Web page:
Home Glass Stories A Marble Repair Story



A Marble Repair Story



Person emailing me: I’d like a few of the German

Swirl marbles I have repaired.

 

Reply email reply: Will you take pictures of the

marbles you want repaired for me so I can make a

better judgment if they can be repaired or not. The

closer you get to the marble the better.

 

Person send me pictures: Here are the pictures you

requested.

 


 

Reply: I take a picture of the marbles too.  After

looking at your pictures, in my experience, some of

the German swirls can be repaired with no problems

BUT I have to tell you that there may be problems.


 

My thought: I have to tell the collector what might

happen before I start, but these are the extremes:

 

My email Reply: Some of the problems when

attempting a repair might be:

 

1. We don't know the type of glass (the COE) that

was used 150 years ago. 

 

2. The marble might crack or explode in the warming

up process.  They go from room temperature to 978

degrees F in 2 1/2 hours before I bring them into

2200 degrees F in my torch to repair them. 

 

3. All the years of being played with, the marbles get

very fine dirt, only seen in a microscope, and I have

to peel the outer covering of glass off the sphere.

 This peeling only takes off a very little amount of

glass
.

 

4. Only once I had equipment failure when my kiln

switch froze in the open position and it went over

3000 degrees F and melted the 6 repaired marbles all

together.  I have replaced the switch of course and

the kiln works fine now.

 

Person: Do you think after they are repaired they will

be worth any value? I need to justify the repair. I

probably won’t sell them but I am wondering.

 

Reply: It depends.  Some collectors are purists and

think anything done to the original marble is bad.

Others don't care because it is the "look" that they are

interested in and a banged-up marble is not what

they want.  I treat each marble as if it were my own

so
I'll do my best for you.

 

My thought: I leave it up to the collector to decide.

 

New reply: Hi... it has been 102, 103 and 104 the

past 3 days here so I haven't torched because it is

not safe in 2200 degree F heat and hot temp too. 

Just wanted to give you a heads-up.  When it gets

below 95 here, I'll go to work.

 

US Mail: I receive a few marbles in the mail saying for

me to wait until it gets cooler.

Two marbles before I do the repair.  Two pictures of the first

marble and two pictures of the second marble.










 

Work: I repair two of the marbles sent to me and send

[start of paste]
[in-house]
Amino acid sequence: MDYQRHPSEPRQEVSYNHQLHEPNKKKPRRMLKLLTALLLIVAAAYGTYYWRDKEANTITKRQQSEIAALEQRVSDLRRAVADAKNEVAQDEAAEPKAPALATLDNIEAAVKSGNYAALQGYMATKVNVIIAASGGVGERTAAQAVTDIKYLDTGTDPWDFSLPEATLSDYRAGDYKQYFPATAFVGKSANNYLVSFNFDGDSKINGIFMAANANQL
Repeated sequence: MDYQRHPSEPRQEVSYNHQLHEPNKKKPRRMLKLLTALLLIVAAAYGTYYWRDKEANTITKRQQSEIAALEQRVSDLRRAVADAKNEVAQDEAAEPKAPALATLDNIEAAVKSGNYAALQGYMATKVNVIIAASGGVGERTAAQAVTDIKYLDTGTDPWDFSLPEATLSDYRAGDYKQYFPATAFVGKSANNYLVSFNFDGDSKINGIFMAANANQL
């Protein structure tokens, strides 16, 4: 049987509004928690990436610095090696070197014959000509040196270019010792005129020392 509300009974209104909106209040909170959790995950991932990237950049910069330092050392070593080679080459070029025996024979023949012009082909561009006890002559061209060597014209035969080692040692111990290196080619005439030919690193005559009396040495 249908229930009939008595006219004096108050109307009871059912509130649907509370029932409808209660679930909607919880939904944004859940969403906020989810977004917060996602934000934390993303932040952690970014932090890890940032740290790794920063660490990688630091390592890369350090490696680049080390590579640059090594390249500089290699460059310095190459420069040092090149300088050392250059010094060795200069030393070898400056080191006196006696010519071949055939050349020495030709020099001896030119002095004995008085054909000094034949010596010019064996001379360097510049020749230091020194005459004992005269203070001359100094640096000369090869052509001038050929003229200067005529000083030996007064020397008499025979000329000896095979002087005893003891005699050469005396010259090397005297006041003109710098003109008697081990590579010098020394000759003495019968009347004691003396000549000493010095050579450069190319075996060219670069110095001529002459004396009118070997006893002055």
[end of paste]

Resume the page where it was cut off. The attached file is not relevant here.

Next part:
pictures of the work.



Three pictures of the first repaired marble and three pictures of

the second repaired marble.
















Note:  In the second marble, there are a lot of tiny bubbles in the

interior of the marble.  The modern glass artists call this type of

glass "seed" glass.

 

 

Reply: I ask the person if they look ok for me to continue and they

email me back to go ahead and repair the rest of thier marbles.

 

Reply: I wanted to show you what these marbles are subjected to

when in my kiln.  These two pictures are what I see only after 1/2

hour of the slow heating process before I put them into 2200

degrees F.

 






 

Reply - Information: I keep the heating process going for at least

an hour to guarantee the temperature is the same throughout the

entire sphere.  Then I have to peel off the debris (after being

played with for so many years they catch micro dirt particles let

alone the chips).  This debris can only be seen at 1000 degrees F

and can't be seen at room temperatures.  I call the debris

150-year-old crust.

 

I bet if I showed you this stuff before getting your ok to repair, you

would have run fast in the other direction...lol.

My thought: I try to tell everyone how delicate the repair process

is and the things that can go wrong.  Luckily I have developed a

process that most old marbles can sustain - but there are some

that still have problems.

Work: I send pictures of the remaining repaired marbles.  The first

two pictures are of marble number 3 and the next two pictures are

of marble number 4.










The next 3 pictures are of the repaired marble number 3 followed

by 3 pictures of the repaired marble number 4.














My email to the person:  #4 was a problem.  Neither one of us

saw that this poor little thing had 2 BIG cracks in it.  Cracks cause

long slivers of bubbles to happen when reheated.  The problem is

that I can't get into the glass below the outer color rings.  So I try

to heat them up really melting hot to turn them into bubbles of air

IF I can.  You'll see that the line of bubble stayed a line.




Person: I am not concerned about bubble lines. 

You have brought back the beauty of the marbles. 

These are wonderful and how much do I owe you.

Reply: I tell them the cost of the work + postage and they

pay me
through PayPal.

Person:  These are wonderful, even better in person! 

I never expected to see the real
beauty within.  I can't

thank you enough for repairing these
marbles for me.